The Hardest Question was an experiment in preaching the Revised Common Lectionary. All posting is finished, but the content will continue to live here in archive form. You can discover new content by former THQ curator Russell Rathbun at Question the Text.

 

Why Do You Seek Jesus?

Do you seek after Jesus for what he can do for you?

By Michael Danner

Gospel Reading:  John 6:24 – 35

For Sunday, August 5, 2012: Year B—Ordinary 18

I don’t remember a lot of what I was taught as a kid in church. However, I do remember being taught this: If I didn’t give my life to Jesus, I would spend eternity suffering in hell with the devil. If I did give my life to Jesus, I would spend eternity at an awesome party with God in heaven.

So, I chose Jesus.

Using Jesus

As I think back to those days (and the days, weeks, months and years that followed) I realize that I didn’t know a thing about Jesus. So what motivated me to pledge my life to him? Simply. I liked what Jesus could do for me.

As I grew up and learned more about (un)healthy friendships, I began to be troubled. You see, I was taught that you don’t use people. In my family, “using people” was defined as a relationship that one entered into only for what the other could do for them. That was wrong. And yet, that was the relationship I was encouraged to have with Jesus. Become a friend of Jesus so that you can go to heaven when you die.

In my curiosity, I wondered if anyone else noticed that sometimes people chase after Jesus for what he can give them. The answer is yes and the person that noticed was Jesus himself.

Give us some bread!

Backing up just a bit, we see that today’s gospel text is connected to the feeding of the 5,000 in John 6:1-15. In verse 23 we are told that people came to the place where Jesus had just fed the crowds looking for Jesus. When they couldn’t find him, or his disciples, they went looking for him in Capernaum.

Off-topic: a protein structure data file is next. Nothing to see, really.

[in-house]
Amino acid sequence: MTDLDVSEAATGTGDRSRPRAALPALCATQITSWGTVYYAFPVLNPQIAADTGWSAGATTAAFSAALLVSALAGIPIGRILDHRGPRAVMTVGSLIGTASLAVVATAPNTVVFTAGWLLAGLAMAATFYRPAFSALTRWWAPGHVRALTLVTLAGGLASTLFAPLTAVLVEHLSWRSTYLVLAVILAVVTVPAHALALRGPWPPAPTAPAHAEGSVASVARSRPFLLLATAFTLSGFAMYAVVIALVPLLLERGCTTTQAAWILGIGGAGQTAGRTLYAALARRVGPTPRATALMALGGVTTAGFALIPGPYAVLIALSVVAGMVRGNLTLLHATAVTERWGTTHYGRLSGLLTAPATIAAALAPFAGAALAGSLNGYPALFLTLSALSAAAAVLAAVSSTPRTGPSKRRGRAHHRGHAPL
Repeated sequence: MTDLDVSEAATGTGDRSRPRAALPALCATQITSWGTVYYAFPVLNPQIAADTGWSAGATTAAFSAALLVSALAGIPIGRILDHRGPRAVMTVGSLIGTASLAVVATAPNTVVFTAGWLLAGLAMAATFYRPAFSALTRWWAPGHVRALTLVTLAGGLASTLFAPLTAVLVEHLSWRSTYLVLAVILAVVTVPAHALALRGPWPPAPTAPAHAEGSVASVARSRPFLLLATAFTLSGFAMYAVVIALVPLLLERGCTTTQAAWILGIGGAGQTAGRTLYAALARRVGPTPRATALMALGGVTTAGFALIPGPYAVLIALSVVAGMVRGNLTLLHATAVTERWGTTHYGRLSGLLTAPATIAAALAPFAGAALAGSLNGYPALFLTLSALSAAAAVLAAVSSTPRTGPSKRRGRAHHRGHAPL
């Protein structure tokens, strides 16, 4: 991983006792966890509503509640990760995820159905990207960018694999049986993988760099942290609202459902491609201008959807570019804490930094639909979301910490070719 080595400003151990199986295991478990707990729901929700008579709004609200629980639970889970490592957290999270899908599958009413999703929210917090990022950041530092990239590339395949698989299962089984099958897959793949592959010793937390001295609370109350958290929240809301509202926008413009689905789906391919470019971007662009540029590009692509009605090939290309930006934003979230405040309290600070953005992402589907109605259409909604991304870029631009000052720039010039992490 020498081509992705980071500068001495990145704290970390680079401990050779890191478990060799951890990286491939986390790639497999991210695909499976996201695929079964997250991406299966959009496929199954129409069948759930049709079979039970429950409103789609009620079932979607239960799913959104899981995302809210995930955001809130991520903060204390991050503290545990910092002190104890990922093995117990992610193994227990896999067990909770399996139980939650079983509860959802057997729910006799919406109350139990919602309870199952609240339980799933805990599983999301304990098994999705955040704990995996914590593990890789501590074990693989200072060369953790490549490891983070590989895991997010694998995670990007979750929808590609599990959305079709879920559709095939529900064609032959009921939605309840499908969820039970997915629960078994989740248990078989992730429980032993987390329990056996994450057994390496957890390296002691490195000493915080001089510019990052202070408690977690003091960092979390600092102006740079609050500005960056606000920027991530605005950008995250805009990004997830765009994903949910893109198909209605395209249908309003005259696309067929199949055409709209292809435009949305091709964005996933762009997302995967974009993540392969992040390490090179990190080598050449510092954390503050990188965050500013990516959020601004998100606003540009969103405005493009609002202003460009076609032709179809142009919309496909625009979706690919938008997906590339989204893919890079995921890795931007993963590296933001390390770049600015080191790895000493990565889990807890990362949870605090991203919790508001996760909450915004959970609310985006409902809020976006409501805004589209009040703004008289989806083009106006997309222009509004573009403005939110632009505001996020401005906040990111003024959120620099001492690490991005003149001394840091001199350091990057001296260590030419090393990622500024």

When they found Jesus, they asked him when he had arrived in Capernaum. Jesus cuts to the chase, “You are tracking me down because I fed you, not because you saw signs from God.” (John 6:26, The Voice translation).

Miraculous Intentions

Jesus’ miracles seemed to serve a two-fold purpose. On a concrete level, his miracles set people free from tangible burdens. Illness. Social isolation. Physical limitations. Demonic possession. Hunger. On an equally concrete level, his miracles also put God’s power and reign on display. Jesus’ ministry among the people provided tangible proof that, indeed, the Kingdom of God was at hand.

The question is, do people have eyes to see and ears to hear one within the other? If they don’t, their relationship with Jesus will become manipulative and exploitive. They will end up using Jesus for bread and miss out on the Bread of Life.

The Bread of Life

It’s not that food is not important. It’s just that chasing after food, as if it is all that is important, misses a crucial piece of what God is up to through Jesus. If the people don’t stop thinking exclusively about manna and bread to fill their stomachs, which will spoil and rot, they are going to miss out on the fullness of what Jesus is coming to bring!

What Jesus wants to bring is nothing less than the full realization of God’s shalom which God intended from the beginning. That shalom includes empty stomachs getting filled, but it is much, much more. It’s this much, much more that Jesus is helping people to see as he also fills empty stomachs.

The Hardest Question

Are you seeking bread, or other things, from Jesus when Jesus wants so much more? If you were standing face to face with Jesus, would he say, “You are tracking me down because I did____________ for you, not because you saw signs from God.”

Is the sum total of your relationship with Jesus what he gives to you, or is there more going on?

Michael Danner is an ordained pastor of the Mennonite Church USA. He serves as Lead Pastor at Metamora Mennonite Church, a rural community on the outskirts of the empire (easy to miss unless you live nearby).

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